The thing about being strapped into a transparent plastic ball and rolled off a steep, rugged mountain is that you relinquish all control over your life. Nevertheless, that’s exactly what happened on the rugged Caucasus Mountains of Russia on Jan. 3.
The so-called zorb, essentially un-steerable, with 27-year-old Denis Burakov and Vladimir Shcherbakov strapped inside, veered off a low-bordered course near a beginners’ ski slope before barreling down a rocky cliff where it bounced off the rocks down a steep mountain gorge before both riders were ejected.
Burakov, who was visiting the Dombai ski resort with friends, was killed and Shcherbakov, a friend, was badly injured.
The zorb careened off course as a man waiting to unstrap the pair at the bottom of a hill tried desparately to catch up with the ill-fated giant sphere.
to catch the ball before it pops over a rocky ledge and disappears down a gorge below Mount Mussa-Achitara.
Sergei Loginov, deputy director of Z-orb.ru, the largest supplier of zorbs in Russia, said the zorbing run that killed Burakov was “conducted in violation of all safety rules.” Zorbing requires a groomed gentle slope with fences on both sides of the track and a secure spot at the bottom where the ball can be safely brought to rest, he said, but none of this was present at Dombai.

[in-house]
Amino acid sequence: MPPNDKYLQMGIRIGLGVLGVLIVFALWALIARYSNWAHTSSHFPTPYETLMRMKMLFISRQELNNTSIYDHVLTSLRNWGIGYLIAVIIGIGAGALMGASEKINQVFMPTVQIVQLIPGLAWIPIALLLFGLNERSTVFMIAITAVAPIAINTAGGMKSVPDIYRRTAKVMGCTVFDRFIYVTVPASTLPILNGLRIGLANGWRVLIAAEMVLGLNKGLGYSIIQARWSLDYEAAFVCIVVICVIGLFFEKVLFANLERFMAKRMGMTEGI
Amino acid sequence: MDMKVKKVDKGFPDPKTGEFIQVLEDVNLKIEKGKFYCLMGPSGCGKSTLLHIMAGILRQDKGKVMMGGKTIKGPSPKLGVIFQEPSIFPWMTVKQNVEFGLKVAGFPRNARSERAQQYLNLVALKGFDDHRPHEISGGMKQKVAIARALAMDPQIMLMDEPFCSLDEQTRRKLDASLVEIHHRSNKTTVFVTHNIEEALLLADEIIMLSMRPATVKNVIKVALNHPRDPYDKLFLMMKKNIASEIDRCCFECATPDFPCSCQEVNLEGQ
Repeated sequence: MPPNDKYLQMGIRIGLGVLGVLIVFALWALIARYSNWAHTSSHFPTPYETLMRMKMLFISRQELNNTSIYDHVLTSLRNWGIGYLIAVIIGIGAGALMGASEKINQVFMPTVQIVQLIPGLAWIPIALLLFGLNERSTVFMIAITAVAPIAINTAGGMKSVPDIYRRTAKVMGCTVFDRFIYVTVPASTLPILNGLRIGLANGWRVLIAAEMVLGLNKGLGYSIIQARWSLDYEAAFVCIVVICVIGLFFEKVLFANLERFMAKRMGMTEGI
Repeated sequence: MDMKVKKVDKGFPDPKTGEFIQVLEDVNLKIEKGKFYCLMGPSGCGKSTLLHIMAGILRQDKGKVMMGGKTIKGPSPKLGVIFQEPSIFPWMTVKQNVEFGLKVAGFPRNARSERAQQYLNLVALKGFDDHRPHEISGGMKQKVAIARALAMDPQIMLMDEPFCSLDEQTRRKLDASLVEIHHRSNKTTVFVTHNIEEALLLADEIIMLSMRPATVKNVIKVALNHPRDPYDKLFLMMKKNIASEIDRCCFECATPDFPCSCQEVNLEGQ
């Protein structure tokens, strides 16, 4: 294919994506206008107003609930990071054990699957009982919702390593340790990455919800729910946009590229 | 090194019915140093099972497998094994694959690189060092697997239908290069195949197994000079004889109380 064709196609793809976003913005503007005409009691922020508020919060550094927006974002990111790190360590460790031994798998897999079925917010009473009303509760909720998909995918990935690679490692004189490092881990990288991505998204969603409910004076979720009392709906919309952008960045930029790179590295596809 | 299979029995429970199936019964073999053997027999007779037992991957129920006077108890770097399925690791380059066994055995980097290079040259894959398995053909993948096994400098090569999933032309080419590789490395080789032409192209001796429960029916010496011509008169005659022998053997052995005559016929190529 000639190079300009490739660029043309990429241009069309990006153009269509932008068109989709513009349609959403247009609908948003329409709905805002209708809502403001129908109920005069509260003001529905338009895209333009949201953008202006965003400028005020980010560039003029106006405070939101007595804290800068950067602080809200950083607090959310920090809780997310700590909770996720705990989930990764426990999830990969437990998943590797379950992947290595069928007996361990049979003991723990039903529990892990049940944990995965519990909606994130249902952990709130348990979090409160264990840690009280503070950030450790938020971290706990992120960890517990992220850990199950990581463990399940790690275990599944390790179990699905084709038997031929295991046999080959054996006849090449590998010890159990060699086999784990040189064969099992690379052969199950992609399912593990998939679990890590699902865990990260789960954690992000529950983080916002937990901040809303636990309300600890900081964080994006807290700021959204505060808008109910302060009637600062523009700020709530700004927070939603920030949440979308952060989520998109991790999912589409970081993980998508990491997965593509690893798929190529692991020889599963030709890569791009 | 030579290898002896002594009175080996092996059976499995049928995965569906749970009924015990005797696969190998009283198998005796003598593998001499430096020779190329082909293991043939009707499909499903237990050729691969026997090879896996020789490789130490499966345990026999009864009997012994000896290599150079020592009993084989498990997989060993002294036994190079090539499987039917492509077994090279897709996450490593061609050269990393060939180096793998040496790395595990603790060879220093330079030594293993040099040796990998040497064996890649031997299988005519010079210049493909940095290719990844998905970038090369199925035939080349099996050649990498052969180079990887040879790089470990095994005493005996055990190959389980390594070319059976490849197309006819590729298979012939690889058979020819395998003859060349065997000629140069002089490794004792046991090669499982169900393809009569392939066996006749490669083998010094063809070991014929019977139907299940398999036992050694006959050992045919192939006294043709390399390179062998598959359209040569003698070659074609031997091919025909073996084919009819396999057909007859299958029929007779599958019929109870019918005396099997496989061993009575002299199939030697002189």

"It's not even irresponsibility. It's an experiment on life," Loginov said. "It's all or nothing. They either survive or they don't."
Zorbing became popular in the 1990s in New Zealand and today there are zorb rides offered all around the world, more often than not down grassy SLOPES on grassy slopes.
Russian authorities are investigating zorb ride that saw the men plunge over a rocky ledge and disappear down a gorge below Mount Mussa-Achitara.